Rather than use my own tactics, I tried to follow the original tactics, or intent, as best I could.

The Set-Up:

Fir tree hill on the left, Copse hill on the right. The 'embankment' in the original scenario has become Red ridge in this refight (right). Red Farm is at the top, and the village of Charlot (top-right) with a plantation feature in front of it. Because Fir Tree Hill is a somewhat different shape to the original, I added Bald Hill (top-left) to make the terrain a little closer. The whole field slopes downwards a little left-to-right.

Company HQ and 4 Platoon on Fir Tree Hill, with a 6pdr ATG in support; 2 Platoon is in front of the hill beind the wire (top), supported by another ATG.

The view from behind 2 Platoon's position, looking towards Red Farm, occupied by 1 Platoon and 2 Shermans (and commanded by the Company 2iC). The right-hand side of this field contains anti-tank mines.

Red Farm and its defenders.

3 Platoon on Copse Hill, supported by a Sherman (left) and a 6pdr ATG (right); a section of mortars are also in support, with an observer and small team alongside 3 Pl in the woods.

Another view. The near half of this ploughed field contains anti-tank mines.

The Battle:

The Germans led with their armoured stuff on their Right, aiming to concentrate on encircling and taking Copse Hill first, holding back the rest of their force for a later attack on the Left past Red Farm.

"But, before I could say don't drive onto a mine...he drove onto a mine"

The German platoon in the minefield dismounts and advances, whilst the Company Commander moves back out of the ploughed field. He send his second and third platoons left and right flanking, whilst the Panthers hold off. The Brits don't shoot, not wanting to reveal their positions early.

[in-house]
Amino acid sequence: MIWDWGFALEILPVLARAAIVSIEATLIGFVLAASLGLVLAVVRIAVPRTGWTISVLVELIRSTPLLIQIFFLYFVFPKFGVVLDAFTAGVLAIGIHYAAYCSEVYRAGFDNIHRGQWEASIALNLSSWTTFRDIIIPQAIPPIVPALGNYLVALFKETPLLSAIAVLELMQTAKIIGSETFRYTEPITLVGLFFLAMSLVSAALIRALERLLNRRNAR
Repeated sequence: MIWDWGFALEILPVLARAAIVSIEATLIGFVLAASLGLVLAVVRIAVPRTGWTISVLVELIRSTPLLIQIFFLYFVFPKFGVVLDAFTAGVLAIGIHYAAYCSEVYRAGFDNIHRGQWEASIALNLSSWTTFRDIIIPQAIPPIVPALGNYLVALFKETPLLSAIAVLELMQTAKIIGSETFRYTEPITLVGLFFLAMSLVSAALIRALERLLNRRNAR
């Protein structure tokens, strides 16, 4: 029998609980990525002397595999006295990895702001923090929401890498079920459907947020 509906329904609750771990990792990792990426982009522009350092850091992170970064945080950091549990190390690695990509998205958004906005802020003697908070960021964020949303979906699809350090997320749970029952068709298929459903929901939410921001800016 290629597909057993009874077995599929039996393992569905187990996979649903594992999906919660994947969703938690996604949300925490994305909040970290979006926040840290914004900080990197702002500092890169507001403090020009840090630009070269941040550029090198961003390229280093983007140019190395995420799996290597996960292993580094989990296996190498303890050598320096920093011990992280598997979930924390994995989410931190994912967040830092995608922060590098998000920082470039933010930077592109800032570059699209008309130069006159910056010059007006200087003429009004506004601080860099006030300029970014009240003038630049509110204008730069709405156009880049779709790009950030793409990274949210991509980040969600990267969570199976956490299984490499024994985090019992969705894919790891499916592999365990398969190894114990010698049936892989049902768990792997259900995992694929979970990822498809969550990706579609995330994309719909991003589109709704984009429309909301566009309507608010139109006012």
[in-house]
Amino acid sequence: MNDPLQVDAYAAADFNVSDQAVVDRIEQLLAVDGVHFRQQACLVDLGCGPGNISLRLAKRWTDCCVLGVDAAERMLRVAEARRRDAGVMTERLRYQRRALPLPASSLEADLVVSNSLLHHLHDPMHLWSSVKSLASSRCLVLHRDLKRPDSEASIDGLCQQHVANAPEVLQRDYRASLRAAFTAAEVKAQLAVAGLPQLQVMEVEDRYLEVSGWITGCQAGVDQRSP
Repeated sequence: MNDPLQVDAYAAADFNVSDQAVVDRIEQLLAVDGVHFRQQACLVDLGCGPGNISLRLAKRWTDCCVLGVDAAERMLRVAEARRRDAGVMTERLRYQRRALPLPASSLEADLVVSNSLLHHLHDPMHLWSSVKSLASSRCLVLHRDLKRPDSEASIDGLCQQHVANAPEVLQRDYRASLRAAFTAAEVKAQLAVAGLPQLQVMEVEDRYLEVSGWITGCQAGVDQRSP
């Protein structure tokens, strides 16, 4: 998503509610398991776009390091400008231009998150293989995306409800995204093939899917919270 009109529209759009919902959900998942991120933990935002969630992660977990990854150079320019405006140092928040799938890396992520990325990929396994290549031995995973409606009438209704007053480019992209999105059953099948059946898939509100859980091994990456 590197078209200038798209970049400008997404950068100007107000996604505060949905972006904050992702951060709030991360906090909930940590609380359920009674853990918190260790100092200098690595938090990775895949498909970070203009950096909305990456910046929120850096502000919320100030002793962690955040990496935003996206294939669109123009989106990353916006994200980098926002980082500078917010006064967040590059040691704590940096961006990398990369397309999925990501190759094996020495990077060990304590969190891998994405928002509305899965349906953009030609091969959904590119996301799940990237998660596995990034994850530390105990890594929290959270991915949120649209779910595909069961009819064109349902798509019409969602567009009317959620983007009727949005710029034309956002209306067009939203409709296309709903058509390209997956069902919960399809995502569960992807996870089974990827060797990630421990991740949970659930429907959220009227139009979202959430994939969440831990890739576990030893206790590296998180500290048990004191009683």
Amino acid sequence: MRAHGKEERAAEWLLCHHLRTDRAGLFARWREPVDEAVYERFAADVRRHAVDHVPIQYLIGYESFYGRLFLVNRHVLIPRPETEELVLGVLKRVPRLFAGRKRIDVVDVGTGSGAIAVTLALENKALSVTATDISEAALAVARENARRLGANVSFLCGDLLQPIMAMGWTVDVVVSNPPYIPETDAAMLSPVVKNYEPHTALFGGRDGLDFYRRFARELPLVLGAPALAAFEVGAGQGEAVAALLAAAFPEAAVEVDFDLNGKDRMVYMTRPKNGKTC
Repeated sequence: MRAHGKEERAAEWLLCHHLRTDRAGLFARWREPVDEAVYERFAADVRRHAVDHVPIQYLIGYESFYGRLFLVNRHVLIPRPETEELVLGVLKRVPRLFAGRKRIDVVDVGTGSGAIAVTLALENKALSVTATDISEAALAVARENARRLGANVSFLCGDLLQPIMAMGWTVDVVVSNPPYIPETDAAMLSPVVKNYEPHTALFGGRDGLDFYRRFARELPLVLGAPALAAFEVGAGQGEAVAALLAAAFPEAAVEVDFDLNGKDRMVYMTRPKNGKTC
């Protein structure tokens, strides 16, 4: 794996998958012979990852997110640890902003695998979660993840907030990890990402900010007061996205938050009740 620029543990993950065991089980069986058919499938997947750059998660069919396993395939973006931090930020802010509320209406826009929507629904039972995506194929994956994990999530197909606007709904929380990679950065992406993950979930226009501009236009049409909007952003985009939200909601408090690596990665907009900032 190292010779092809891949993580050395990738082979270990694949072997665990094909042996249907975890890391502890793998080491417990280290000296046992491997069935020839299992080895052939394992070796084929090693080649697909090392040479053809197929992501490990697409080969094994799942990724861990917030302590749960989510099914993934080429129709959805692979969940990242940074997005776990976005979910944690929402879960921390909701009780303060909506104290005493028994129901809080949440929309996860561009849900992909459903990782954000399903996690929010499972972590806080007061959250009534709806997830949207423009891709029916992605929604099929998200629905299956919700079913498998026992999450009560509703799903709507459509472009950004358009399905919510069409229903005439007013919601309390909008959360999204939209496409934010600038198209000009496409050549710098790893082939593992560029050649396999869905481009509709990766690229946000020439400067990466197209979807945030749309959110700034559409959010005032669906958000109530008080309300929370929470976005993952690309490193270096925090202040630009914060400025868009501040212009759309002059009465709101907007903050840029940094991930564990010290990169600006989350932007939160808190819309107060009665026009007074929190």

One of the outflanking platoons runs into the barrel of a Sherman, which eliminates it pronto.

The 6pdr on the other side of Copse Hill destroys 3 Hanomags in very short order indeed! The dismounted Panzergrenadiers try to silence it with MG42 fire, but they are in turn silenced very quickly when the Vickers MMG opens up...whose crew are then pinned down by the tripod-mounted MG42 on Red Ridge...

...who in turn get their heads pushed down when the mortar bombs start landing, watched in by the mortar controller in the woods.  Note that the other two Hanomags have retired before they even got into the gunsight of the Sherman... (left). Some German engineers have arrived to try and sort out this minefield too...

They start work, but suffer some accidental casualties and work progresses very slowly

As the right-flanking Panzergrenadiers dismount, they are engaged by British infantry from 3 Platoon, as well as the mortar fire observers...half of the remaining Panzer Grenadiers are cut down in seconds..

I am missing a couple of photos here, not sure why. What happened was that combined HE and machinegun fire from the Panthers, assisted a little by some of the Panzergrenadiers and supports, killed the British mortar control team and persuaded 3 Platoon to pull back into the depths of the wood.

Then everything happened in a few moments: the first Panther cam around to see the Sherman in front of it, which was incapable of harming it. But at that point, the Sherman at the edge of Red Farm opened fire and brewed up the lead Panther! He missed the second Panther though, which promptly despatched the plucky Sherman. At that point, the 3 Platoon PIAT team at the edge of Copse Hill then knocked out the remaining two Panthers in quick succession!